Up until three kilometres to go of the final Pyrenean stage, Vincenzo Nibali (Astana) looked all but invulnerable in the 2013 Vuelta a España. But a blizzard of attacks by his rivals left the Italian first isolated and then on the back foot as first Joaquim Rodriguez (Katusha), then Alejandro Valverde (Movistar) and finally Chris Horner (RadioShack Leopard) left the 2013 Giro d'Italia winner up against the ropes.
With so little time left to go, the damage each inflicted was measured in seconds, not minutes. But if Rodriguez gained the biggest time gap, it was Horner, closest on time overall, who now looks the most threatening for Nibali.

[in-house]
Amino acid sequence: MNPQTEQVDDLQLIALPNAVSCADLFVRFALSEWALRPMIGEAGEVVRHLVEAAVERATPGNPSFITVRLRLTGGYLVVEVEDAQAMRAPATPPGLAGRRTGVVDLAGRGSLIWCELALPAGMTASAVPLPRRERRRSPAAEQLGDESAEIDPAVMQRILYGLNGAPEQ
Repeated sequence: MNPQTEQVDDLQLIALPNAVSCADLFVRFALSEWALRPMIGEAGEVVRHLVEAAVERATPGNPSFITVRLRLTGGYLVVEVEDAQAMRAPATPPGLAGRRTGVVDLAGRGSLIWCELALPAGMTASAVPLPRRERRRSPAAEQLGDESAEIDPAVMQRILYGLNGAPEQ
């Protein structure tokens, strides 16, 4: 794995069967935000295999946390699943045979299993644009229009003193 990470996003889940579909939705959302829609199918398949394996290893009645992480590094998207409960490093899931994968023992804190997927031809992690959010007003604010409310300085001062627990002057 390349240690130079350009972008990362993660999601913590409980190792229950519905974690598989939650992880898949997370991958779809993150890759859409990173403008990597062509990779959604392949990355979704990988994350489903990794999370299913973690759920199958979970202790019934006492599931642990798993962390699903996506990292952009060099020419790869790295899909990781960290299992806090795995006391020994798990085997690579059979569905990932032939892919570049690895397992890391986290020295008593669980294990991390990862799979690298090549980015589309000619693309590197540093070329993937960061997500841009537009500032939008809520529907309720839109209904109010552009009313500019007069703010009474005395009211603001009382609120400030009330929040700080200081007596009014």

On what was theoretically the easiest of the three Pyrenean stages, Horner gained 22 seconds on the Italian and is now just 28 seconds back. With three summit finishes still to come of increasing difficulty, the Vuelta is far from over.
"I've taken 22 seconds and the jersey [lead] is getting closer," Horner, already twice the leader and twice a stage winner, told reporters afterwards. "I really don't know what is going to happen in the next few days."
"It's Nibali who has the key to the race. If he weakens just a little, then everything is possible. And we've seen today, too, that it isn't just me, but also Purito who can be a match for Nibali."
Horner said on his rest day he would do little more than "eat, sleep, eat, sleep and go on the home trainer for 45 minutes and imagine what's to come. It's incredible - in four days' time [six - Ed.] we'll be in Madrid."
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